But if we can convince ourselves that we are ugly, fat, or grotesque so easily, why can't it work the other way around? Can we look in the mirror and convince ourselves to feel beautiful, confident and ready to take on the world?
No answers, then. But some ideas:
You never want to be the girl who says the critical thing that someone else carries with them. I'm talking the snide little sneer, the backhanded compliment ('wow, you don't look fat at all in that!'), the off-hand comment that you know will sting. This stuff usually comes out when you're feeling bad about yourself, though it will in no way help your self love cause. Actually, if you harm someone else's self esteem you should feel properly ashamed. I know that I paid back my teenage best friend's massive hip comment with some other slight, and that makes me feel bad even now.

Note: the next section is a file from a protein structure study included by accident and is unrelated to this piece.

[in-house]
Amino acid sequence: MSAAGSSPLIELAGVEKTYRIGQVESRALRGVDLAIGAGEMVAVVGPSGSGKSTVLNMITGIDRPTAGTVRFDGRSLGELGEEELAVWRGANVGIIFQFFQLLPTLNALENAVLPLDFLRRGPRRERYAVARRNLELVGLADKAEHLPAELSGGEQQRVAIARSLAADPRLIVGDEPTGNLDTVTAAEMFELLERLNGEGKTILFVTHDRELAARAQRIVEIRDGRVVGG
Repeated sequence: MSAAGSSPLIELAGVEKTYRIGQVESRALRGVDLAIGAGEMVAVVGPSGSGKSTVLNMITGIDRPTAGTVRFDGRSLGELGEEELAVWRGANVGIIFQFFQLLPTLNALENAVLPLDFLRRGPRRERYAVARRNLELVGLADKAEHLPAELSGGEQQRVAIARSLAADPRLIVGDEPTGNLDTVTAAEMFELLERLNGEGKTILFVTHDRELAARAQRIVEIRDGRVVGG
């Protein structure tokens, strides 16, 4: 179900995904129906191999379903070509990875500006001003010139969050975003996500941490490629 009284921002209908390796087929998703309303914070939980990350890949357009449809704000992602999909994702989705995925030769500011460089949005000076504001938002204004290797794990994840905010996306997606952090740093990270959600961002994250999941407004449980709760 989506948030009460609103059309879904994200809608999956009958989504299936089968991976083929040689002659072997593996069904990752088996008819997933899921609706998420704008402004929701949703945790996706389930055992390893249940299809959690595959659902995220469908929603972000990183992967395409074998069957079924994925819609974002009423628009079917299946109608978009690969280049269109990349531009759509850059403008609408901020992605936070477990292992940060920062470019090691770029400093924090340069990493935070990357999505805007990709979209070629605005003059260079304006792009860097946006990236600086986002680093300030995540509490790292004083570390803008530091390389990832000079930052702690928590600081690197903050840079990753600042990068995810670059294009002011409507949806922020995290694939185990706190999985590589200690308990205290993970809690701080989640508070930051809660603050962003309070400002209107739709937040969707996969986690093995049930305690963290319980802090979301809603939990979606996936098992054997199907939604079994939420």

Seek out gurls who will cheerlead you, and who you can cheerlead. As much as women can fuck each other up, we can also be the strength that supports you, the positive voices that help you feel strength in yourself. Finding loving and supportive friendships is the best thing you can do to improve your self esteem and quality of life. Those girls who make you feel bad about yourself, they need to go.
- Comparing yourself to others is a fast way to feel like crap. Social media will destroy your self esteem if you let it.
- Try, (and ok, this is going to sound like a self help book, but consider giving it a go) to look in the mirror and see beauty. Imagine your body is someone else's, and think how you would see her if she were your friend. Don't concentrate on looking at what you consider your less than perfect parts, try and regard your body with love and admiration. Use those weird mind tricks to see good things.
I'm in my thirties now, and one thing that women my age and older tend to agree on is that they spent way too much of their earlier lives feeling inadequate and/or unattractive. Most of us get there in the end, accepting ourselves flaws and all, and loving ourselves nonetheless. I guess what I'm advocating is that you cut to the chase, and get to that part now. 'Cause it's sweet :)